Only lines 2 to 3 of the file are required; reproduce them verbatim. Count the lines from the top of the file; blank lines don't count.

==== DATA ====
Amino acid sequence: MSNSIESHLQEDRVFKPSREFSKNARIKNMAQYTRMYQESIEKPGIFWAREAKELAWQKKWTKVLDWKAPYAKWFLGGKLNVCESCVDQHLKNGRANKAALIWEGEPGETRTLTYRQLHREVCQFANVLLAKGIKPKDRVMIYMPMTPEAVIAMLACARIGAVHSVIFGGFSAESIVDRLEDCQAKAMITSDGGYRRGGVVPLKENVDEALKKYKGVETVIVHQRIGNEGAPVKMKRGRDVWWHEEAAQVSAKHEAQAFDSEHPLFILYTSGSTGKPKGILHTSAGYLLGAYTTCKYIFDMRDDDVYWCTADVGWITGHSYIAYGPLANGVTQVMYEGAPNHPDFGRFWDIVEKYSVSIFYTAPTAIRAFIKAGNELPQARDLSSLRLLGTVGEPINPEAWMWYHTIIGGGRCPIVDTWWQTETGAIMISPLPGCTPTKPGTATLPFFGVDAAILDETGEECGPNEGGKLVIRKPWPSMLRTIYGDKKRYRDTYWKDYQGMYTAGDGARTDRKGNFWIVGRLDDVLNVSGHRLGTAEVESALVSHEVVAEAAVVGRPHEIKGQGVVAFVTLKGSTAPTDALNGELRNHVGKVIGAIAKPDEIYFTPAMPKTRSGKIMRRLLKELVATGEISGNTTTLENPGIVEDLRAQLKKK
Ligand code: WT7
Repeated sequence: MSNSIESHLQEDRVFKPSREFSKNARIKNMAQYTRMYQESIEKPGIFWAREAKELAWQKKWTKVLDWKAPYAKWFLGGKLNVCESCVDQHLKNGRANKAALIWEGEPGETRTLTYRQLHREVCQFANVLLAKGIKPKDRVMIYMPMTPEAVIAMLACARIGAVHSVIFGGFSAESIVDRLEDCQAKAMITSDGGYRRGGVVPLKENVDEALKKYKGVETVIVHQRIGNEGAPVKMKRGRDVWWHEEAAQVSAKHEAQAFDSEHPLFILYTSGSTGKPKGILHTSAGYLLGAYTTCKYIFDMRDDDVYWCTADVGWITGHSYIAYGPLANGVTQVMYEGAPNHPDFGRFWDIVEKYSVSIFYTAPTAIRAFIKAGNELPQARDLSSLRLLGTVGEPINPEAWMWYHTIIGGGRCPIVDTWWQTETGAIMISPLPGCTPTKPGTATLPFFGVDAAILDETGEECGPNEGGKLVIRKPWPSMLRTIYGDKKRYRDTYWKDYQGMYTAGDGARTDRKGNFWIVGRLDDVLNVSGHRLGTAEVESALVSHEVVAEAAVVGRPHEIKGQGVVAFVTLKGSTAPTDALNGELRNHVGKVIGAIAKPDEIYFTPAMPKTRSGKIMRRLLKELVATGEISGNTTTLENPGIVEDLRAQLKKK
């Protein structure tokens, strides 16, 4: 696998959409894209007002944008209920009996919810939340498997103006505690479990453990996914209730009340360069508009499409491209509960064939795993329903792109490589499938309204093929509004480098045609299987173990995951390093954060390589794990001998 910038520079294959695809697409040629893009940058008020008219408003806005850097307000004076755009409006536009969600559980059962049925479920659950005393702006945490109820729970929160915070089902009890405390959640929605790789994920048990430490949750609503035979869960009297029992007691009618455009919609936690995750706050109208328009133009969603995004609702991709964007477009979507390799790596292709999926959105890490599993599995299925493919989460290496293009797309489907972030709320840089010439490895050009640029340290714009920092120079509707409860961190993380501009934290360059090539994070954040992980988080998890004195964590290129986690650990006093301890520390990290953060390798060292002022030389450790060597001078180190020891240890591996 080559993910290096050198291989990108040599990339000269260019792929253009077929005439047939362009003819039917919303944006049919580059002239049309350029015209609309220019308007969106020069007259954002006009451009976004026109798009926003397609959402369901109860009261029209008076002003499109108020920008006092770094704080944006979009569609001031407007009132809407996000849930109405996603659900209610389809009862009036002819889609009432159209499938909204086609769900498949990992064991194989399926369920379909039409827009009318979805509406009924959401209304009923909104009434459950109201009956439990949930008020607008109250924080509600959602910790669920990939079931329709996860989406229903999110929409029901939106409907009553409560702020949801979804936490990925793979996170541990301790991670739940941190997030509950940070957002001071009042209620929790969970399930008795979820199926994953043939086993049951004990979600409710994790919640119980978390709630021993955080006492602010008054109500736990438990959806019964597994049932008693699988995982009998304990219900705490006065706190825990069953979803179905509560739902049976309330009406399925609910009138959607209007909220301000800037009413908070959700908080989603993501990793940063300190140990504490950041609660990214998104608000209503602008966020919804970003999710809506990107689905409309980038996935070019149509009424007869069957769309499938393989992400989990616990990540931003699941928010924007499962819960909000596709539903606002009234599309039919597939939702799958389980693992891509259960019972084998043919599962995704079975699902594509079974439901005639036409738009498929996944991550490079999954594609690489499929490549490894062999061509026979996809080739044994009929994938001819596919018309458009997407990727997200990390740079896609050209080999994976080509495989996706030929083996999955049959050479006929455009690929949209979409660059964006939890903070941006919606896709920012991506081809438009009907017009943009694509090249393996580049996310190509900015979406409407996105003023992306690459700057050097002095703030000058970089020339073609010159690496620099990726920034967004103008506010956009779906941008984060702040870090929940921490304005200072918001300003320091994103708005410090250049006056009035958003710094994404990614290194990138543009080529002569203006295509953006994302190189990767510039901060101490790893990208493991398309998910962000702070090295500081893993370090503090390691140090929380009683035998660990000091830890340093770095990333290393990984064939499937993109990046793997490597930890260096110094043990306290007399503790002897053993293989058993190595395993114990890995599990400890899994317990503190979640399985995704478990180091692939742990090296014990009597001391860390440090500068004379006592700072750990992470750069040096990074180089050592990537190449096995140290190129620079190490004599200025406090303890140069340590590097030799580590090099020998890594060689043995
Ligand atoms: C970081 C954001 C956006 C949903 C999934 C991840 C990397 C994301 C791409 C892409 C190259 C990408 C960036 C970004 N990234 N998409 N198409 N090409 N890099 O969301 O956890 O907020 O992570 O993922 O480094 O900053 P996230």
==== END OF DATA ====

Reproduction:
Ligand code: WT7
Repeated sequence: MSNSIESHLQEDRVFKPSREFSKNARIKNMAQYTRMYQESIEKPGIFWAREAKELAWQKKWTKVLDWKAPYAKWFLGGKLNVCESCVDQHLKNGRANKAALIWEGEPGETRTLTYRQLHREVCQFANVLLAKGIKPKDRVMIYMPMTPEAVIAMLACARIGAVHSVIFGGFSAESIVDRLEDCQAKAMITSDGGYRRGGVVPLKENVDEALKKYKGVETVIVHQRIGNEGAPVKMKRGRDVWWHEEAAQVSAKHEAQAFDSEHPLFILYTSGSTGKPKGILHTSAGYLLGAYTTCKYIFDMRDDDVYWCTADVGWITGHSYIAYGPLANGVTQVMYEGAPNHPDFGRFWDIVEKYSVSIFYTAPTAIRAFIKAGNELPQARDLSSLRLLGTVGEPINPEAWMWYHTIIGGGRCPIVDTWWQTETGAIMISPLPGCTPTKPGTATLPFFGVDAAILDETGEECGPNEGGKLVIRKPWPSMLRTIYGDKKRYRDTYWKDYQGMYTAGDGARTDRKGNFWIVGRLDDVLNVSGHRLGTAEVESALVSHEVVAEAAVVGRPHEIKGQGVVAFVTLKGSTAPTDALNGELRNHVGKVIGAIAKPDEIYFTPAMPKTRSGKIMRRLLKELVATGEISGNTTTLENPGIVEDLRAQLKKK